Let’s get one thing out of the way: The Final Girls is not a horror movie. Instead it’s a charming spoof on 1980’s slashers, specifically those taking place at a summer camp.
Max (Taissa Farmiga) is your average high school student if it weren’t for the fact that she lost her mother in a tragic traffic accident. Her mom was an actress whose definitive role was playing a sweet camp counselor in the cult classic “Camp Bloodbath”. When Max is invited to attend a screening of the movie in honor of her mother, she hesitates at first but ends up going after all with Chris (Alexander Ludwig), a classmate who obviously has a crush on her. During the screening a fire breaks out and Max, along with her friends, ends up escaping through the movie screen, only to end up in the fictional world of “Camp Bloodbath”.
There they come across the camp counselors, including Max’ mom, who are your average slasher movie stereotypes. There’s Kurt (Adam DeVine), the sexist jock. There’s Tina (Angela Trimbur), the slutty party girl. There’s Blake (Tory N. Thompson), the black sidekick. There’s sweet virgin Amanda (Malin Akerman), Max’s mom. And there’s final girl Paula (Chloe Bridges), a tough chick that smokes and who mentions wanting to buy a bitchin’ Firebird.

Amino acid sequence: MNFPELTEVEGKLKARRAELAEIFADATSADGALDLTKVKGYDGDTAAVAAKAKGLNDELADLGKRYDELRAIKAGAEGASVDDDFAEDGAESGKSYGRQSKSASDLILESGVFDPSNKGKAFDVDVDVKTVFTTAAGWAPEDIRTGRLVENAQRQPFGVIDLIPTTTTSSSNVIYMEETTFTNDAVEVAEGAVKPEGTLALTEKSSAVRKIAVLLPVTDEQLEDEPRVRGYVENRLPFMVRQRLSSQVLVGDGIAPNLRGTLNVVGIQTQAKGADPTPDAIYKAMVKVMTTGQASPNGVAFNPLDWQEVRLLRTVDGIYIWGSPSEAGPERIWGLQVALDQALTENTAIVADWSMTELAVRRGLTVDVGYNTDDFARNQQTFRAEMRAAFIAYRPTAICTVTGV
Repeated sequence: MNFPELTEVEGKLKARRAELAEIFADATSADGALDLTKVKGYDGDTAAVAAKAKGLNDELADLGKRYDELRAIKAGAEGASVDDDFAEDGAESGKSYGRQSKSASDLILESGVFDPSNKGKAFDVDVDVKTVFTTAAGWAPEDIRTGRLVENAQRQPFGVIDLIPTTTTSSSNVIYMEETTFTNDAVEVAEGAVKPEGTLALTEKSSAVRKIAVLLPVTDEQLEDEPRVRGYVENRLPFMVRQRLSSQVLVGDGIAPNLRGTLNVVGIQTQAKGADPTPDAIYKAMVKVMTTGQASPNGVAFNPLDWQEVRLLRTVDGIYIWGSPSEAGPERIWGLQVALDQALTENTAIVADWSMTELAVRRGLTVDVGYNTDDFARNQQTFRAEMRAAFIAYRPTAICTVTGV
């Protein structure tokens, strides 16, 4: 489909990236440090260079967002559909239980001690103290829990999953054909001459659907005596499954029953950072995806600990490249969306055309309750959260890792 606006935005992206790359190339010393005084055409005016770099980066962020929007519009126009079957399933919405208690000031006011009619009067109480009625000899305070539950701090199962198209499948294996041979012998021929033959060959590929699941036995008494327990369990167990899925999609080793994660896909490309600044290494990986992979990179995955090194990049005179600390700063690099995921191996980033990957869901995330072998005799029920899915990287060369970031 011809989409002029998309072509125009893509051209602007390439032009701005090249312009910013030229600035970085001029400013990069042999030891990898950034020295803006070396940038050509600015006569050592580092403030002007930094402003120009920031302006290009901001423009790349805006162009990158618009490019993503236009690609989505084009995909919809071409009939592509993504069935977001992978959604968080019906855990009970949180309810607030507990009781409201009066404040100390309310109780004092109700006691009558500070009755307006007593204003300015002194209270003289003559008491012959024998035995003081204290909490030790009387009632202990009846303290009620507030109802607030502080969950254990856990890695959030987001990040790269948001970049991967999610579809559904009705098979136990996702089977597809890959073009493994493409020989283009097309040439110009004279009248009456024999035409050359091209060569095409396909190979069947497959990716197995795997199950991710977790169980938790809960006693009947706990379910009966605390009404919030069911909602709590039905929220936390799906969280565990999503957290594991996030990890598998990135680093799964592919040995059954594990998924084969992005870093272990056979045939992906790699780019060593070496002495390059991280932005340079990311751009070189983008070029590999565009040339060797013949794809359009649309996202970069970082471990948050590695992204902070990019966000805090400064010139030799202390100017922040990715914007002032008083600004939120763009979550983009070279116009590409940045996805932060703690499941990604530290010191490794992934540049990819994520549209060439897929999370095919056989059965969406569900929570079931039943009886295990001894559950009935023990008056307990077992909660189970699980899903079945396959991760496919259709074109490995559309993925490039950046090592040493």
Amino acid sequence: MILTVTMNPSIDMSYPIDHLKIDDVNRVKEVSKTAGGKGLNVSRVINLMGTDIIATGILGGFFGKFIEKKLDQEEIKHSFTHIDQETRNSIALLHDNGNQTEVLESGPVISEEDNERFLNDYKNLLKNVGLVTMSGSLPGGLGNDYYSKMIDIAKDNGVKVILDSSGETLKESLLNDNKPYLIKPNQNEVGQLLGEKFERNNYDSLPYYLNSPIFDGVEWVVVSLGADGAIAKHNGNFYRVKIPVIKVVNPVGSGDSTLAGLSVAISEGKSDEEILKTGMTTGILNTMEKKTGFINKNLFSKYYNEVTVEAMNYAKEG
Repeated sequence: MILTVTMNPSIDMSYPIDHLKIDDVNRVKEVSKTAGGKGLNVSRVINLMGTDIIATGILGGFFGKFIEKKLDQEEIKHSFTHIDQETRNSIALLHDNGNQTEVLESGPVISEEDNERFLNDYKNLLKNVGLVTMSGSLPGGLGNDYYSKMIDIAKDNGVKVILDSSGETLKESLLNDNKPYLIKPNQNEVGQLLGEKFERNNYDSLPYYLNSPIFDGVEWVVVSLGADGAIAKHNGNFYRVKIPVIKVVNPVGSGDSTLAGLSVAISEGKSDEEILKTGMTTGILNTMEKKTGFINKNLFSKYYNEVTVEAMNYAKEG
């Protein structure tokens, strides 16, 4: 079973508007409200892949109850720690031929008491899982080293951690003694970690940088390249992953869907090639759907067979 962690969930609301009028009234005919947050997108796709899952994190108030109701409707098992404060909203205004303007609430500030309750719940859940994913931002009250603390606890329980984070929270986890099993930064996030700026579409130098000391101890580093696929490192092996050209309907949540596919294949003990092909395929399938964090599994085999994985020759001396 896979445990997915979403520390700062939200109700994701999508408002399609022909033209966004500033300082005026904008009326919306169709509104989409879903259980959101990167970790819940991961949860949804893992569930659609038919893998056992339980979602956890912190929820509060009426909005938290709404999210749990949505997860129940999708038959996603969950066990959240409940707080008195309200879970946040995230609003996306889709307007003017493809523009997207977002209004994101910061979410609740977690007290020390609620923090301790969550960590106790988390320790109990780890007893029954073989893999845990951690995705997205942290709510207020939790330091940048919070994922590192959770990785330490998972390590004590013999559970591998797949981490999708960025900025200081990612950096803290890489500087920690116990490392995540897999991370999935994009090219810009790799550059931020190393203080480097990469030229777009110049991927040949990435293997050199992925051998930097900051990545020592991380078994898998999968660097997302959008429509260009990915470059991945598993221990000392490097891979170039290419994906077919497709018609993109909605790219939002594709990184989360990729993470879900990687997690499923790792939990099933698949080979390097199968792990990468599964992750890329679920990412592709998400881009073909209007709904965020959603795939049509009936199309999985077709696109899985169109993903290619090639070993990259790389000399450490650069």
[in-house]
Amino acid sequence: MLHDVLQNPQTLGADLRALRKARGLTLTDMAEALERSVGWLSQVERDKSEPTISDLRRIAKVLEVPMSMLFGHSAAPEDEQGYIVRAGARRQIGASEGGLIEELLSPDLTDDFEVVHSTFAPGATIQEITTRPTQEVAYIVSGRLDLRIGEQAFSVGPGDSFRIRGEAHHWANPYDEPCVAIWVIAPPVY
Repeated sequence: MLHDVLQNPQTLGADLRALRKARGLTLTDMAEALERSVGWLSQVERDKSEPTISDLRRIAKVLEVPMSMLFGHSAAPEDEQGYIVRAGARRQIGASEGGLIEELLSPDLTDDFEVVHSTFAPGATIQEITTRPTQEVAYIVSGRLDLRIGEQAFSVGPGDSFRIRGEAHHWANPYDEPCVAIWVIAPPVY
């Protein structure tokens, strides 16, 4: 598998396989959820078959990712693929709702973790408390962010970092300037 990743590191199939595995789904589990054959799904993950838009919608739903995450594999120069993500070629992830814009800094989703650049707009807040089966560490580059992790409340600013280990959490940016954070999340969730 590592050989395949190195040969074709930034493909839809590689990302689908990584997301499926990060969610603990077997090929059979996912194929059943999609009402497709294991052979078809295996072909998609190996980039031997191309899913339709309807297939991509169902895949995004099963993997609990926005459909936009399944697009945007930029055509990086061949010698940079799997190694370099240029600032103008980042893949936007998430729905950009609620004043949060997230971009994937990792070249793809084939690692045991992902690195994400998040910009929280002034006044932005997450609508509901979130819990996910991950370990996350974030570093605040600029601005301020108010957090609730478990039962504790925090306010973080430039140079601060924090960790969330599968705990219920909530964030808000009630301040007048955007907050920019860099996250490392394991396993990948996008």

Max and her friends are also stereotypes of their own. There's Vicki (Nina Dobrev), the mean girl, Gertie (Alia Shawkat), Max's best friend, Duncan (Thomas Middleditch), the nerdy "Bathematician" who knows the original movie by heart, and Chris, the nice guy.
The real characters end up trying to protect the fictional characters from Billy, the machete-wielding killer in Camp Bloodbath, while also trying to explain wireless phones along the way. This is also the part where director Todd Strauss-Schulson, with a script by Joshua John Miller and M.A. Fortin, starts having a little bit of fun with the slasher formula. Like when the real characters go back in time in a black-and-white flashback scene that shows the origin story of Billy, causing Gertie to wonder if she has gone color-blind. Or when the words ‘Summer 1957’ that appear on screen, turn out to be actual three-dimensional objects the characters have to step over. Or when they hear the soundtrack and know something’s up.
It’s all pretty meta from there on. And while things never become scary, I have to say that I thoroughly enjoyed The Final Girls. It’s a helluva lot of fun and as refreshingly inventive as it is wickedly clever.